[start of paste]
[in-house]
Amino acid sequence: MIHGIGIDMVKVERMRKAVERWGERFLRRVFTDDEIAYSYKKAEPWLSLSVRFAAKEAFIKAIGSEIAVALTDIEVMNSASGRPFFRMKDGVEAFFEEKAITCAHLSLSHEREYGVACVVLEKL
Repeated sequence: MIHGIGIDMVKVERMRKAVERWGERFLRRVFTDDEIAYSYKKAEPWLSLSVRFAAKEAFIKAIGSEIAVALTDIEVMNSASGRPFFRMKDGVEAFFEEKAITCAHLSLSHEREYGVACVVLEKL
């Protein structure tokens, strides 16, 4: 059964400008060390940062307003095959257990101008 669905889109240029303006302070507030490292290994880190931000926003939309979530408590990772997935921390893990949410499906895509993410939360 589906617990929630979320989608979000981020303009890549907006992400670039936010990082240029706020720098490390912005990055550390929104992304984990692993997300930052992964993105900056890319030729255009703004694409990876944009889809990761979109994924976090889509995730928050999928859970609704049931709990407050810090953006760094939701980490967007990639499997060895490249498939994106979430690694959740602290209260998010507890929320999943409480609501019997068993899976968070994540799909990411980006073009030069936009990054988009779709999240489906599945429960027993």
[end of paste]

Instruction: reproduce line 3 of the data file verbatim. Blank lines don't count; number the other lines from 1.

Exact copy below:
Repeated sequence: MIHGIGIDMVKVERMRKAVERWGERFLRRVFTDDEIAYSYKKAEPWLSLSVRFAAKEAFIKAIGSEIAVALTDIEVMNSASGRPFFRMKDGVEAFFEEKAITCAHLSLSHEREYGVACVVLEKL